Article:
Partner, Innovate, Evaluate: Increasing Rotary’s Impact

Series: Rotarian Economist Short Books
By Quentin Wodon

Quentin Woton.jpgIf Rotary clubs are to have a larger impact, they need to put together more projects that rely on partnerships, are innovative, and are evaluated properly. This is because partnerships, innovation, and evaluation can increase the quality, scope, and reach of Rotary’s service work, thereby making a larger difference for communities. This book suggests with case studies how it can be done. 

If Rotary clubs, districts and the organization as a whole are to have a larger impact, they need to put together more projects that rely on partnerships, are innovative, and are evaluated properly. Not all Rotary projects need to include partnerships, innovation, and evaluation. But the organization and the communities it serves would be better off if more projects did. This is because partnerships, innovation, and evaluation can increase the quality, scope, and reach of our work, thereby helping clubs, districts, and Rotary as a whole to achieve its mission of service above self.

Partnerships help to implement larger projects and benefit from the expertise of organizations that are among the best in their field. Partnerships also generate visibility and media coverage. Partnerships have a cost, since efforts are required for collaborations to work. But if partnerships deliver scale, expertise, or visibility, the gains often outweigh the costs. This is the case for the organization as a whole, but it is also the case at the level of Rotary clubs and districts.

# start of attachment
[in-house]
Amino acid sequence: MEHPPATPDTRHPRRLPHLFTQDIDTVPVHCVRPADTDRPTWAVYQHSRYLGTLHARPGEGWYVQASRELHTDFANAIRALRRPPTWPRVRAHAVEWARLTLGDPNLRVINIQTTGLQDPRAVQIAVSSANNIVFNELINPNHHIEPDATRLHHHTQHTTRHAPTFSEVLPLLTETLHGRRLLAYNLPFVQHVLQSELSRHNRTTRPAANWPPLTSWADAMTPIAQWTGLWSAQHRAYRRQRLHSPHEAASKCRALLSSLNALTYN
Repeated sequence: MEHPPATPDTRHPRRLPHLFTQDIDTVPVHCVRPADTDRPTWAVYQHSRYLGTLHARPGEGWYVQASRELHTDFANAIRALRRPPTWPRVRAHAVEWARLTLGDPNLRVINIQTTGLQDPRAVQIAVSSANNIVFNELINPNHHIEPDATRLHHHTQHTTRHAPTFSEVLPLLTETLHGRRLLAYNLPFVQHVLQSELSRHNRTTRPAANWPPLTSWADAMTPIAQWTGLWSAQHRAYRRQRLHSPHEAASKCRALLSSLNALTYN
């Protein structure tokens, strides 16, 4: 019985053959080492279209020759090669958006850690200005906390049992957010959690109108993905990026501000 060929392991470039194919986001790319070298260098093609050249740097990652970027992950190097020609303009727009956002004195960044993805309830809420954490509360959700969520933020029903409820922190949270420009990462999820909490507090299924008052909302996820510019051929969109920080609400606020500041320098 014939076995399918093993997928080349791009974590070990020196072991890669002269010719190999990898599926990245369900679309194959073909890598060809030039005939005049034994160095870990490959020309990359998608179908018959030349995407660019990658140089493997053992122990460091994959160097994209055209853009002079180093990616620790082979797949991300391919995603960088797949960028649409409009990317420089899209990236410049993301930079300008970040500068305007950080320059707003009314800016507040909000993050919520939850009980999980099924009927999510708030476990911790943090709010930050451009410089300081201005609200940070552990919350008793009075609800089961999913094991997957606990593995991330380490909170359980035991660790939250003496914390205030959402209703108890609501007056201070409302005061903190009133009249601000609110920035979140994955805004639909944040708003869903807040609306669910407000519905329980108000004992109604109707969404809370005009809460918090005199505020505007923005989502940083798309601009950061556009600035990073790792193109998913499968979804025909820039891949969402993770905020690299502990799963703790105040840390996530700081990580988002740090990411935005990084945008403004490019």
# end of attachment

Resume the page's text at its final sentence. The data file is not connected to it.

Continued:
Innovation is even more important than partnerships to achieve larger impacts and discover better ways to serve communities. If Rotary experiments and innovates, pilot projects that prove successful can be scaled up by other organizations with deeper pockets, thereby achieving much larger impact.

Without in-depth monitoring and evaluation, innovation does not help as much to achieve impact because results on the ground must first be demonstrated at the pilot stage for a promising intervention to be scaled up. Innovation and evaluation are like twins: they work best as a pair. Monitoring and evaluation are also needed for Rotary International as well as clubs and districts to learn internally from both highly successful and less successful projects.

All three ingredients, namely partnerships, innovation, and evaluation, are important to increase the impact of Rotary's work. In order to encourage clubs and districts as well as Rotary International to move in that direction, this book suggests with case studies how increasing impact through partnerships, innovation, and evaluation can be done. Together the case studies provided in the book cover polio eradication as well as the six areas of focus of the Rotary Foundation.

It is hoped that the book and its case studies will prove useful to Rotarians and others interested in those topics. They are meant to inspire Rotary and other service organizations to harness the promise of partnerships, innovation, and evaluation.

The book is published as part of the Rotarian Economist Short Books series. The series provides rapid and practical introductions to topics related among others to volunteer work, service clubs, nonprofits, and the areas of focus of the Rotary Foundation of Rotary International (promoting peace, fighting disease, providing clean water, saving mothers and children, supporting education, and growing local economies). The book series is associated with the Rotarian Economist blog.

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